Admission tips: Letters of recommendation from teachers

College Admissions

College applicants Group of three school teachers with confident friendly smiles standing in front of a class blackboard, one man and two women.jpegoften consider the teacher recommendation letter to be a bothersome and relatively useless part of the application and thus don't worry about it until the absolute last possible moment. This is  a mistake. Recommendations can not only sway college admissions officers in your favor, but also sway them against it. It's important to line these recommendations up early with the teachers who know you best and who will convey your most positive attributes on the college application.

Teacher recommendations come from a outside perspective and speak about you in the third person. Teacher recommendations allow the colleges to corroborate your academic story, be appraised of any personality traits you may not have mentioned throughout the rest of your application, and learn of any other qualifications (positive or negative) that you may bring to the table.

Because these letters are also almost completely out of your control, however, you need to be aware of exactly what you can control, and how you can control it best.

The best recommendations tend to have the following traits:

  1. They discuss specifics about you. Don't let your letter (or your recommender) wallow in generalizations. The most persuasive recommendations are those that speak with certainty and in detail, and those that show that the recommender has had repeated contact with the applicant.
  2. They are lengthy. Recommendations that are less than a page are an automatic red flag. Can you really say anything of substance about anyone in 100 words or less? 
  3. They are overwhelmingly positive and do not contain any hidden reservations or concerns. A teacher recommendation is not a forum for the recommender to discuss negative attributes or to explain that “John is an excellent student, but he needs to be prodded at times to apply himself” (yes, this is from an actual recommendation that I've had the displeasure of reading—what school wants to take on a lazy student?). If you're not sure that the recommender can only say positive things about you (or if they themselves express reservations about being able to write you a positive letter) do not have them write the letter. This would seem like an obvious point, but I've seen enough negative letters to know that it is worth pointing out.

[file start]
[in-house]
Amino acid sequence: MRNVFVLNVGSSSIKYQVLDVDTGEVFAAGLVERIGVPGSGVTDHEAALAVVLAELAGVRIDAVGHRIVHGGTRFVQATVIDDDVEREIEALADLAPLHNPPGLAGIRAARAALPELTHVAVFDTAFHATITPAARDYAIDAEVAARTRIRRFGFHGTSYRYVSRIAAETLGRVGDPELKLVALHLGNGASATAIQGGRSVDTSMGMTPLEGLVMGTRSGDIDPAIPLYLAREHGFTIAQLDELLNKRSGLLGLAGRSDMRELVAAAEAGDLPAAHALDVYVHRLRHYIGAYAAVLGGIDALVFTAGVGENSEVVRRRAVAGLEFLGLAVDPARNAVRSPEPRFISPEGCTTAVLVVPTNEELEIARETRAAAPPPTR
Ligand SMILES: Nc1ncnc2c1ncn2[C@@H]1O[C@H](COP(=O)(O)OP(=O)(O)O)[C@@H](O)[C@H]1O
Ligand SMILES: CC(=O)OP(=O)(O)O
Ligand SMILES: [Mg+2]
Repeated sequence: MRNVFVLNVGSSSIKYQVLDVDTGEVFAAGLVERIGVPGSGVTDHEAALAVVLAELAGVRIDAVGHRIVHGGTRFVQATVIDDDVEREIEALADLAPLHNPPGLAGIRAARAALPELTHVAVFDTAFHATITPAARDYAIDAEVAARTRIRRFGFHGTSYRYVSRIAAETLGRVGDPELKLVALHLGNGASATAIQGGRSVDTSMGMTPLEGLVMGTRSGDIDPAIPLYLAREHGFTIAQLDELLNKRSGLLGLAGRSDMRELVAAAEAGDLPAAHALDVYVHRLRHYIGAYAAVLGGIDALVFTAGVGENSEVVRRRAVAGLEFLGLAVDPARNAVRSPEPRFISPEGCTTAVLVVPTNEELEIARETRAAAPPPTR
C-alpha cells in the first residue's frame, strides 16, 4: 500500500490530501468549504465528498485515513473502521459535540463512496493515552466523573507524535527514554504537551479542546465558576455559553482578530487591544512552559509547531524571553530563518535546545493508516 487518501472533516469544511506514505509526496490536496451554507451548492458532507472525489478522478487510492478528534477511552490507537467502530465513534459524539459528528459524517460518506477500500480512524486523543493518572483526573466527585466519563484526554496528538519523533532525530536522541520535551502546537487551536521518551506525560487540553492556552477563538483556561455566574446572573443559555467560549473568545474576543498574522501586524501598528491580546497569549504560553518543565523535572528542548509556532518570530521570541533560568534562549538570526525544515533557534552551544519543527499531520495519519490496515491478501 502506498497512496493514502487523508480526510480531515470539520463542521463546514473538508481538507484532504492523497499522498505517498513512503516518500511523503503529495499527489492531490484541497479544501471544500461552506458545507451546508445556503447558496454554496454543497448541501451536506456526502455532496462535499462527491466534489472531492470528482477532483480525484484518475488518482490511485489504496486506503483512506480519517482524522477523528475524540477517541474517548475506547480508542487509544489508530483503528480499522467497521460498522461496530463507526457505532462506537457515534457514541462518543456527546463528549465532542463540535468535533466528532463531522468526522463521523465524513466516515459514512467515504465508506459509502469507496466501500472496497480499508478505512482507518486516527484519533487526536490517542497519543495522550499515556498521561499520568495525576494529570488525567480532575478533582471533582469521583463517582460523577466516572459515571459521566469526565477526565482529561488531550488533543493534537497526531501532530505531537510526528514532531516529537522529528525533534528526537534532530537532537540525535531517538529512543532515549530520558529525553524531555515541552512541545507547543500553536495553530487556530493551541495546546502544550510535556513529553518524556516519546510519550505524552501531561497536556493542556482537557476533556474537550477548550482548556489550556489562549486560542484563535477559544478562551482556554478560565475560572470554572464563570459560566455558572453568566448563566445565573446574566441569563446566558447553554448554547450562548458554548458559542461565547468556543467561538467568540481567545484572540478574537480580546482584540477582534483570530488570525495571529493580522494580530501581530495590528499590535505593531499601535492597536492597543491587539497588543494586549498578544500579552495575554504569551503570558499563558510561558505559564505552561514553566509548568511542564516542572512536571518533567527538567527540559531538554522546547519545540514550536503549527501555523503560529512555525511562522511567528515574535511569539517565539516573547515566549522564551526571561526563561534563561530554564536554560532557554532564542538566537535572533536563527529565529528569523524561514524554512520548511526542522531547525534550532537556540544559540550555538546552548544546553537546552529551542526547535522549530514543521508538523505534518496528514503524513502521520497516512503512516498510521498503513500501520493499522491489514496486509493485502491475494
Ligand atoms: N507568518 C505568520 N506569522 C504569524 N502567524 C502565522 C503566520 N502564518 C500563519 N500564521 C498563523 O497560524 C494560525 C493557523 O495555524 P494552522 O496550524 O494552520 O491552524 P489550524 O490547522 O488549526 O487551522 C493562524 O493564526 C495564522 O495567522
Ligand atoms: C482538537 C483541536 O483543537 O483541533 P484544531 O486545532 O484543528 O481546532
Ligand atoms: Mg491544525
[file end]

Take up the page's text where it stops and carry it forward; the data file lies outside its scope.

4. They are error-free. Again, this should be obvious, but I've seen many a letter in dire need of spell-check. 

Knowing what makes a great letter is definitely useful, but where most students trip up is in choosing their recommender. After all, everyone knows that the best letters are long letters that say nice things, but how do we choose the people that will write said letters? Here's my six-point plan:

  1. Choose people who know you well. Do not choose a teacher you don't know so well but who has impressive credentials if all he or she is going to say is that you sat in the front row and seemed to pay attention. Instead, choose people who can make the recommendation credible and powerful by illustrating the points they make with anecdotes that show you at your best. 
  2. Choose people that actually like you. Again, this would seem obvious, but applicants are often in such a rush to get their recommenders lined up that they miss obvious cues that could tell them that the person they're asking doesn't really like them--or doesn't really have anything positive to say. Having your recommender like you--really like you--is crucial: people that like the person they are writing about will actually take the time to write a good recommendation. A recommendation that looks like it took five minutes to write suggests that that is exactly how much time the recommender felt the applicant deserved. In contrast, a recommendation that looks well thought out suggests that the recommender is committed to helping the applicant. In addition, someone who likes you will take the time to write things in a positive light, choosing anecdotes carefully and thoughtfully. Someone who doesn’t like you is likely to pick the first thing that comes to mind.
  3. Choose people who can write well. Do not assume that all teachers are created equal, particularly when it comes to articulating themselves. This is especially important when it comes to teachers in subjects not usually known for their writing intensity.
  4. Choose people from a range of fields, backgrounds, and genders. If schools require more than one teacher recommendation (and most do), choose people that can provide different—and complimentary—profiles of your personality and achievements. 
  5. Choose someone timely. Particularly in the realm of the recommendation letter, someone who will take the time to write a letter well and send it off in plenty of time is preferred. If the teacher you're thinking about asking is known for taking two months instead of two weeks to return graded papers, perhaps you would be better off choosing someone else or making very sure that the recommender is on a concrete timeline.
  6. Choose someone recent. The longer the time span between relationships, the less likely a recommender will remember you with enough detail to be useful. 

Who would have thought that a single letter would require so much thought? Just goes to show, no part of your college application should be taken for granted. Take the time to choose your recommenders carefully and help them craft a stellar letter, and you'll reap the rewards in the long run.


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